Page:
For the money, not the few

Wealth managers are promising business-class service for the masses

Banks, brokers and tech buffs vie to look after common people’s $72trn stash of cash

Linda, a 54-year-old event consultant in Los Angeles, is neither disorganised nor innumerate. Ask about her finances, however, and you lose her for two hours. She opens her current (checking) account on a mobile app, then cites a rainy-day fund at another bank. She has 14 credit cards, five mortgages, six insurance policies and several pensions with ex-employers.

Ranks of pinstriped advisers have long helped the very rich to invest, minimise tax and pass money down the generations. Everyone else has had to work it out on their own. “People’s relationship with money is broken,” says Martin Gronemann of red Associates, which uses anthropology to advise businesses. It reckons that personal finances are a bigger source of stress than worries about crime or health.

Now, however, financial firms are competing to democratise wealth management. On December 8th Goldman Sachs, which used to shun clients with less than $25m, said its robo-adviser could soon serve clients with as little as $5,000 to invest. And on December 14th Vanguard, an asset manager with nearly $6trn under management, teamed up with Alipay, a Chinese tech giant, to counsel customers with at least 800 yuan ($114).

The wealth-management sector is fragmented and ripe for disruption. ubs, the global leader, has a 3% market share and is the only firm in the top four in each of Europe, Asia and America.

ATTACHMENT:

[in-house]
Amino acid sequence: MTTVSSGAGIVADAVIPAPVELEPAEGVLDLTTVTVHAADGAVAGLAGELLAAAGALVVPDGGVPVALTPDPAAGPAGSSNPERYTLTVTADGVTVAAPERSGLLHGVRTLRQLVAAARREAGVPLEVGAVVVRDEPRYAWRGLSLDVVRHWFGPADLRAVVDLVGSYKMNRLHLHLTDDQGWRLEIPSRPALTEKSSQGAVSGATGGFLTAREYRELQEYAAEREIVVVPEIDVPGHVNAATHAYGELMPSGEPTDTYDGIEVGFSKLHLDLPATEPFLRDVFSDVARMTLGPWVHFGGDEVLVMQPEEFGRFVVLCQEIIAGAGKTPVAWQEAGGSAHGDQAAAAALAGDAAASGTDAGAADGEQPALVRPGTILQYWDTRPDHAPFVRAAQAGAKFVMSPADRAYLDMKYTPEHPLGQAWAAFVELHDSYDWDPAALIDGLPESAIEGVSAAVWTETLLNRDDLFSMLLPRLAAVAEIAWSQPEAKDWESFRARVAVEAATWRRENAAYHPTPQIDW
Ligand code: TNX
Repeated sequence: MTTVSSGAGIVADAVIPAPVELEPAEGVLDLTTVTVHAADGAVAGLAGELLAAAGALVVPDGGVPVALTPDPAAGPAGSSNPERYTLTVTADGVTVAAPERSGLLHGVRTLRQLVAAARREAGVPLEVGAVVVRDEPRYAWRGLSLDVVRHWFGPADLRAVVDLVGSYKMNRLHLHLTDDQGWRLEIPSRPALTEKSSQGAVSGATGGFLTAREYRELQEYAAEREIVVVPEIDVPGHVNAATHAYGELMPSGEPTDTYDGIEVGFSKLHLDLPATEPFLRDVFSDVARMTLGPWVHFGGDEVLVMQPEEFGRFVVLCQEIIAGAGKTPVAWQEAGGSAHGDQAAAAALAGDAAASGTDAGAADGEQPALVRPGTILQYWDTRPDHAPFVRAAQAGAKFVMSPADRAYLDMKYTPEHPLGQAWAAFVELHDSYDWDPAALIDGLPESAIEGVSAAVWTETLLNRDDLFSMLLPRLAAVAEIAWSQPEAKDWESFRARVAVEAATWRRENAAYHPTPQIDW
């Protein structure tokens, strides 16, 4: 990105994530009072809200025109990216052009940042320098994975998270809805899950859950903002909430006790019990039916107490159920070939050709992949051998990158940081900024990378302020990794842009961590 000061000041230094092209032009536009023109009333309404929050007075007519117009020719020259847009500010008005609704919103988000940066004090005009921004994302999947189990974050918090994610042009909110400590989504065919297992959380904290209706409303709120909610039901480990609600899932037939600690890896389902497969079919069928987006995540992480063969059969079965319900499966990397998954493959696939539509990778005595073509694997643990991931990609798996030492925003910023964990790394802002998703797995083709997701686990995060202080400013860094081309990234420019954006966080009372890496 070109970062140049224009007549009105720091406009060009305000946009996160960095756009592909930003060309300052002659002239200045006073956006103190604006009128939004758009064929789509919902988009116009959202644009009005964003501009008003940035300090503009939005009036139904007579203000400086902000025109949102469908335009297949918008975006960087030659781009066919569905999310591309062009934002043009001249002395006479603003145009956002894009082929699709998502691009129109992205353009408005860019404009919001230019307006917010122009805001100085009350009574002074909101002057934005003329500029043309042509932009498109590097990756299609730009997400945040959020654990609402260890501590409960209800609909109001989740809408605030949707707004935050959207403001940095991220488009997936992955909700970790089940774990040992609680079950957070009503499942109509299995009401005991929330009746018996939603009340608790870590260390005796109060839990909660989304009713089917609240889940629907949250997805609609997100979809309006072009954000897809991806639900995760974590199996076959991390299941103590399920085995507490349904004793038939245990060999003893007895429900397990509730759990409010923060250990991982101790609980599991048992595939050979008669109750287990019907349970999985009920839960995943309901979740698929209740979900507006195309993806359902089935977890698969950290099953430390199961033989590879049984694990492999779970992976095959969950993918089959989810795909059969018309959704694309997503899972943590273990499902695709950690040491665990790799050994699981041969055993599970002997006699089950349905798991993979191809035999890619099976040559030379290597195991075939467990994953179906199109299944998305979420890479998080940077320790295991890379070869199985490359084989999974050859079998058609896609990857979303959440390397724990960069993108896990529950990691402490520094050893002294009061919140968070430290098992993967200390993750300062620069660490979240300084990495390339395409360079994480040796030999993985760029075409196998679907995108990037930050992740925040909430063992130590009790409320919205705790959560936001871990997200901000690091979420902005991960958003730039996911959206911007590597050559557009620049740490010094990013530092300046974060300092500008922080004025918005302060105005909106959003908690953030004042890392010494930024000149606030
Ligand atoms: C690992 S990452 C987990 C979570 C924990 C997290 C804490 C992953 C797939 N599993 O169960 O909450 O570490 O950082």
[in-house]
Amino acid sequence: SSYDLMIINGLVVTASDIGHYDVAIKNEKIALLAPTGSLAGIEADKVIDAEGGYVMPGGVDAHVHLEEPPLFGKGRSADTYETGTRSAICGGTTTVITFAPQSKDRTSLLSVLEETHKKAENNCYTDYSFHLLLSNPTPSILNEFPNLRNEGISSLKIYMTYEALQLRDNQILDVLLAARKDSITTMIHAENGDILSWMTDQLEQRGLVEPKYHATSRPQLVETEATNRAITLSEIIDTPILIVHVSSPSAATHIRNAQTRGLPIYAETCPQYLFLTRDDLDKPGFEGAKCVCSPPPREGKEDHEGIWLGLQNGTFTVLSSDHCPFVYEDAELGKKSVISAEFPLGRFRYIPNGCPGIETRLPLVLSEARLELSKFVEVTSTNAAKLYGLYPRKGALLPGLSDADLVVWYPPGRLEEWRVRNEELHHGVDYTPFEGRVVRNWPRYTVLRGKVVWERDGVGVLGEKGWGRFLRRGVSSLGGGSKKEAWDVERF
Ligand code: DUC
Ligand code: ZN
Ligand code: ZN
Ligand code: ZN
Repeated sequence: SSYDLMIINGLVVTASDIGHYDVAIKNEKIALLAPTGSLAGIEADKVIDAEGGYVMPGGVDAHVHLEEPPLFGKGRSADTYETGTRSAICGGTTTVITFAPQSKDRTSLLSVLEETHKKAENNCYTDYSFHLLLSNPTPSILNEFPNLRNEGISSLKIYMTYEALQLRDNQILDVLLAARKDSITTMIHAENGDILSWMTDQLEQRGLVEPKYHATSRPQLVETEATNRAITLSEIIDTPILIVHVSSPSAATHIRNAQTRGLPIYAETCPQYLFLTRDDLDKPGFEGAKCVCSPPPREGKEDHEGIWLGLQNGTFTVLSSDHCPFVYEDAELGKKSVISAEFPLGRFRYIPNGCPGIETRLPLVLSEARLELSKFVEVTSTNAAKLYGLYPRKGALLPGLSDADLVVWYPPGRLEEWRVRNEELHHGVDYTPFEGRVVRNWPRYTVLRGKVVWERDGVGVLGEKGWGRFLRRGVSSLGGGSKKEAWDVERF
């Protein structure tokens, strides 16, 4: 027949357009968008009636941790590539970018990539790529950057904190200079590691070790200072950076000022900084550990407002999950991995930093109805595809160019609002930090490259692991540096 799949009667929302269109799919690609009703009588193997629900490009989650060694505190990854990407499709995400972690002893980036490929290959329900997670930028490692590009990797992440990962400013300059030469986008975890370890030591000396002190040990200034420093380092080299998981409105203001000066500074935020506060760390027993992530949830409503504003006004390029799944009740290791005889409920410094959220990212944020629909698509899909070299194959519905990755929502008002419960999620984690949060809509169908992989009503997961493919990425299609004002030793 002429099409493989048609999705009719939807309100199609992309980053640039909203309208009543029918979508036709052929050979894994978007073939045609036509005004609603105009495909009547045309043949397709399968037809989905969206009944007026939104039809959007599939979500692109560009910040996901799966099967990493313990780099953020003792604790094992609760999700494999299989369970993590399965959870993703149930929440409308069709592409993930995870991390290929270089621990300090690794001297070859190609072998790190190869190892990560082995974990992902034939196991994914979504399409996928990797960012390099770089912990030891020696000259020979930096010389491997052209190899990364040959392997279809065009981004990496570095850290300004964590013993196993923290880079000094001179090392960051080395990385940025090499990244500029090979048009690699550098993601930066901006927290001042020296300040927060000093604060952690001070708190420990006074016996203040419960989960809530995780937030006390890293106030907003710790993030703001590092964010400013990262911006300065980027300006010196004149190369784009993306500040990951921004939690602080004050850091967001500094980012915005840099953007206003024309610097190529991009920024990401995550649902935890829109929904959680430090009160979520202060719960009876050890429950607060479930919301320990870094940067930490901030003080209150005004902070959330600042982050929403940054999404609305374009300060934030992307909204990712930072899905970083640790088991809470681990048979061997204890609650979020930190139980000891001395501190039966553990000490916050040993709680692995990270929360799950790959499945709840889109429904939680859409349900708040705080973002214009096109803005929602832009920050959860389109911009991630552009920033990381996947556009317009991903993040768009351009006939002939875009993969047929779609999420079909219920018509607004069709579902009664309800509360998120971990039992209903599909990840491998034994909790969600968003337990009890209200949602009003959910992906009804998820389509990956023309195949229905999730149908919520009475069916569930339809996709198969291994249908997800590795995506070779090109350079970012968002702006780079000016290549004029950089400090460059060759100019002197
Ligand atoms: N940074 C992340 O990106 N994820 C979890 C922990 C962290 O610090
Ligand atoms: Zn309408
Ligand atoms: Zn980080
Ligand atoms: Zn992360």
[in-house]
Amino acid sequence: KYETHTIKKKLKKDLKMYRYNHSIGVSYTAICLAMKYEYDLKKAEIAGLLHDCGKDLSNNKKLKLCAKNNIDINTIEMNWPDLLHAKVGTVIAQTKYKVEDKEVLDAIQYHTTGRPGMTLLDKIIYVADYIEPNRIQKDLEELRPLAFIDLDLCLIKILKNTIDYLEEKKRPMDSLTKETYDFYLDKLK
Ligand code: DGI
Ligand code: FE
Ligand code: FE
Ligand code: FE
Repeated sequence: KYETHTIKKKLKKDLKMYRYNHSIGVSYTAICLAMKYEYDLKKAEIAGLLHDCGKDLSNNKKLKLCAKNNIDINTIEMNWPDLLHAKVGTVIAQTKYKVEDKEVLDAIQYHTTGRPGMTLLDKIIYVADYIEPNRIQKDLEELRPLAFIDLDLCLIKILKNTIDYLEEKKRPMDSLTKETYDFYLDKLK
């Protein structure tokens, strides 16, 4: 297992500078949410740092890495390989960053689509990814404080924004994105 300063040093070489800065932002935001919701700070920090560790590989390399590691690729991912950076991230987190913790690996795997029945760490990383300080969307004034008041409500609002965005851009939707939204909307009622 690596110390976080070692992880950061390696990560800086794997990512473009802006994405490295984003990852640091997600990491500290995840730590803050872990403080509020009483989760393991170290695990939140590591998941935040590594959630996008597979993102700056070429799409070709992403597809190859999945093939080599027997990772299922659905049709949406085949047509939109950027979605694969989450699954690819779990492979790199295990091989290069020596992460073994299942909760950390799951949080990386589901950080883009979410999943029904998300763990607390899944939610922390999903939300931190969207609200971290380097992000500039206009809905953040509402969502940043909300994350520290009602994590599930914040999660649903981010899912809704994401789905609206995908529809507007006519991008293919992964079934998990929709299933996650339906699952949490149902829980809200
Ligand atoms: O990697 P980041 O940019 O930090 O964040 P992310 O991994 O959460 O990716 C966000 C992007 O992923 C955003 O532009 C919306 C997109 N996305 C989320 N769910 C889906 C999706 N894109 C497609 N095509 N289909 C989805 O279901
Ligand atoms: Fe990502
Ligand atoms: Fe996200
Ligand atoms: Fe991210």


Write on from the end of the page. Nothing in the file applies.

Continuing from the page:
The industry remains technophobic, says Charlotte Ransom, a Goldman Sachs veteran now at Netwealth, a challenger. Advisers spend half their time on tasks that could be automated. According to ey, a consultancy, only 56% of clients fully understand the fees they pay.

The industry stratifies customers in a manner rather similar to airlines.

“Affluent” clients, with between $300,000 and $1m in assets, get premium-economy treatment.

They may talk to advisers by phone, but banks will do all they can to keep them out of branches.

Investment options are limited to ready-made funds.

“High-net-worth” clients, with up to $15m, fly business class, picking stocks and chatting in person with named advisers.

Flying private are the “ultra-high-net-worth” individuals, who have access to venture capital and currency hedges, with exclusive dinners, golf outings and so on as cherries on top.

Whereas high-net-worth individuals typically pay no more than 1% of assets in fees each year, the mass affluent often pay over 2%—the average yield of s&p 500 stocks—for inferior service. Cattle class gets no service at all. Saving for retirement is the second-biggest financial commitment most adults ever make (after buying a home), says James McManus of Nutmeg, a British fintech. Yet most do it with no help.